Quantum-Safe Cryptocurrency: Challenges for the Future

The future of computing is starting to arrive with the race to build the first stable quantum computer that would be able to far exceed classical computers’ ability to perform operations. For example, a 50 quad-bit computer equals 1.125 quadrillion classical bits.

Quantum computing is the next level of computers and they carry with them the power to totally supplant work that classical computers do, namely crack uncrackable encryption within seconds, and compromise Bitcoin address and API keys. For a quantum computer, this will be a small feat.

Currently, the chances of someone being able to hack a private key to a bitcoin wallet that might contain a substantial amount of currency is very small: 0.024% chance with a classical computer. To put that in perspective, that percentage of a successful hack is equal to winning the lottery multiple times in a row. Practically impossible, but not improbable.

While quantum computing is not there yet, companies such as Google and IBM are working on projects and state that we are only 5 years away from so-called “quantum supremacy,” where quantum computers surpass what a classical computer could ever imagine being able to do. Referencing the 50-quadbit computer mentioned previously, IBM is currently working on one of this size.

Play a Smart Defense

To combat this threat that quantum computers pose, some blockchain developers such as NEO are working on quantum-safe blockchains and cryptocurrencies. According to the NEO white paper:

NeoQS (Quantum Safe) is a lattice-based cryptographic mechanism. At present, quantum computers do not have the ability to quickly solve the Shortest Vector Problem (SVP) and the Closest Vector Problem (CVP), which is considered to be the most reliable algorithm for resisting quantum computers.

According to Open Quantum Safe, an open-source protocol for prototyping quantum-resistant cryptography:

Several mathematical techniques have been proposed for constructing quantum-safe cryptosystems, including:

  • hash functions

  • error correcting codes

  • lattices (including the learning with errors (LWE) and related problems)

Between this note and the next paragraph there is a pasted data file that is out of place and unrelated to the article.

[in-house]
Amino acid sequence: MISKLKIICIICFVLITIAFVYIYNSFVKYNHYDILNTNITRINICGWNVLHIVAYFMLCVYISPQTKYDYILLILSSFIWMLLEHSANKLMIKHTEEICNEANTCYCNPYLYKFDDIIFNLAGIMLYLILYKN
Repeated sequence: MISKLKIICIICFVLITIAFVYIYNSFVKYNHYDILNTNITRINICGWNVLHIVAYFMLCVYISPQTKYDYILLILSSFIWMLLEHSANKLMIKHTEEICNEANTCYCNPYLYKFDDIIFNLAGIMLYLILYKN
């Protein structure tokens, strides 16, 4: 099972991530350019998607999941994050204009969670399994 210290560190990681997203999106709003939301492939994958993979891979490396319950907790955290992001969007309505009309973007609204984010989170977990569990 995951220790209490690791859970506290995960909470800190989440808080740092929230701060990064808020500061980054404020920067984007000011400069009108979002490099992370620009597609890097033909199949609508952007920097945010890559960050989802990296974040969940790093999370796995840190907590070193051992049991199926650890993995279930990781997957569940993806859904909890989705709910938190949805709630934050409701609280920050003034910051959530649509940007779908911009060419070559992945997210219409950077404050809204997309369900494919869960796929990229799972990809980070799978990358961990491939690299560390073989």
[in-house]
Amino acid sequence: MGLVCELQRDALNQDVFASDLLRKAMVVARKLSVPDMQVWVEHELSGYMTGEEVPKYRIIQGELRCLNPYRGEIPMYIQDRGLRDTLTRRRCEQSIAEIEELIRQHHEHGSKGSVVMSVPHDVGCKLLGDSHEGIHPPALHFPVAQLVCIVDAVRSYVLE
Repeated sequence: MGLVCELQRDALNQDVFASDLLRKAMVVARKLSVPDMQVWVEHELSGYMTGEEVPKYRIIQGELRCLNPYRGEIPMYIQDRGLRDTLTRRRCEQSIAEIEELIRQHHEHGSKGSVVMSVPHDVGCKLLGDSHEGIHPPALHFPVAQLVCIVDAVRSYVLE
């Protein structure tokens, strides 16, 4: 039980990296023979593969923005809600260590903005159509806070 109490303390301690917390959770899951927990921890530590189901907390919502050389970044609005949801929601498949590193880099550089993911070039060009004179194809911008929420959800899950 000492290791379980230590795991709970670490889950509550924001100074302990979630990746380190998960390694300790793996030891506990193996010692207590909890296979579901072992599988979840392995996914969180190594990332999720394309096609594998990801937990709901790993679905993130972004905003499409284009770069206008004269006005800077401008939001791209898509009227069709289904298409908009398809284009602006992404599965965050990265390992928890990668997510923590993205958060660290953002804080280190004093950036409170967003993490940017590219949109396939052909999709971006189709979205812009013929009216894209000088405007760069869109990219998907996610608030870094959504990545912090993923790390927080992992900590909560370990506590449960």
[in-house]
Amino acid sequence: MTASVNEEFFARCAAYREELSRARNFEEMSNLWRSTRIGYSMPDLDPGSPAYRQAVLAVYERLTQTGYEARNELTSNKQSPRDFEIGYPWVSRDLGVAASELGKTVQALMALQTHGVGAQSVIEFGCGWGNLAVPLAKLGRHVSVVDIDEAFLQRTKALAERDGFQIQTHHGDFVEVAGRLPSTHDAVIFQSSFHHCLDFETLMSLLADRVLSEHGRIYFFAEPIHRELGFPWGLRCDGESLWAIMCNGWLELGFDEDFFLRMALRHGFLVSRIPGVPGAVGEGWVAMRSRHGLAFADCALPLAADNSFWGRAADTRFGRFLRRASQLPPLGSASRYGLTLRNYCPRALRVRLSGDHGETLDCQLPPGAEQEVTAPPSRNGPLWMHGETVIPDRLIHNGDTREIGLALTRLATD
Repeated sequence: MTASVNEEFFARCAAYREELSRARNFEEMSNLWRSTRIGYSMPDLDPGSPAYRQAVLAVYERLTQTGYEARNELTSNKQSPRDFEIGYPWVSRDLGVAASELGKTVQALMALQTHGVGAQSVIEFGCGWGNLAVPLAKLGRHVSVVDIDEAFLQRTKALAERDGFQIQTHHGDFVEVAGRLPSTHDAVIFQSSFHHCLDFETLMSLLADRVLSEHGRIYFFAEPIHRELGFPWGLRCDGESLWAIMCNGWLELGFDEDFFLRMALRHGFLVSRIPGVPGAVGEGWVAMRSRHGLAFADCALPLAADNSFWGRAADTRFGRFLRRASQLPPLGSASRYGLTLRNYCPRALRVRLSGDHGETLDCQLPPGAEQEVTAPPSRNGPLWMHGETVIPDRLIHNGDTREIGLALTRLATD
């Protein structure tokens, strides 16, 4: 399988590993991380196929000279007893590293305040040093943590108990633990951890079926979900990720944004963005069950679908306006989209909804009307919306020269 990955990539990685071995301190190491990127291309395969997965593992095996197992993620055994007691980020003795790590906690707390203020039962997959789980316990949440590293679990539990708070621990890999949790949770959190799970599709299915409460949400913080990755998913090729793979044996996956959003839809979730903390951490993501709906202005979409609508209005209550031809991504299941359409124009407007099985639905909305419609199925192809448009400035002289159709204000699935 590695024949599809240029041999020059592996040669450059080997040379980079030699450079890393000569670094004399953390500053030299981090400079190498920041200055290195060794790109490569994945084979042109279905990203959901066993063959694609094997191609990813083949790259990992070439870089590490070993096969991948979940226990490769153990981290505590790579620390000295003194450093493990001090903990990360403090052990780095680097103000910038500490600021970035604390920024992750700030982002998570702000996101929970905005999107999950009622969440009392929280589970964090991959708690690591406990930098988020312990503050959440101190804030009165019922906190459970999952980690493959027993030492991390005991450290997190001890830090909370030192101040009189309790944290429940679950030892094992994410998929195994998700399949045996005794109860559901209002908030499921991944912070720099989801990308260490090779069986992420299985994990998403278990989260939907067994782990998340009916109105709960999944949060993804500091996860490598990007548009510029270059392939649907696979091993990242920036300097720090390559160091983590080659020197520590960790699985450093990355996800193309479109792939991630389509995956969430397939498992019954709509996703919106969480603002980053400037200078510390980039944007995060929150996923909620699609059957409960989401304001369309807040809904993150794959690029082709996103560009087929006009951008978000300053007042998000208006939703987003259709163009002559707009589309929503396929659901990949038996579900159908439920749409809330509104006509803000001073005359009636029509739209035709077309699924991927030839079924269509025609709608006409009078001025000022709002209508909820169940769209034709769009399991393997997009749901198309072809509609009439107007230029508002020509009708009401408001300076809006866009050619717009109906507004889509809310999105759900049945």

• multivariate equations

  • supersingular elliptic curve isogenies

Prepare For the Long-Term

Moving forward, it will be imperative to develop quantum-resistant cryptography before quantum computers start to appear. However, as with any new technology, it is always rare and expensive and only the rich can afford the technology. After some time, it starts to trickle down to into society as prices decrease and more people can afford it. Once it becomes affordable, this is the time to be concerned about hacking into cryptocurrencies. However, the timeline is still long according to a respondent to a poll put forth by Futurism:

In the 2020s, we will have quantum computers that are significantly better than super computers today, but they most likely won’t be in mass use by governments and companies until the 2030s. Eventually toward the end of the 2030s and early 2040s they’ll shrink down to a size and cost viable for consumer use. Before that point even with the exponential growth of technology I don’t think that it would be cost efficient enough for the average consumer to replace regular computing with quantum computing.

While quantum-safe technology will be important in 20 years, most cryptocurrencies are under no threat yet. But to the futurist, it would be wise to keep the threat of quantum computers in the back of your mind.

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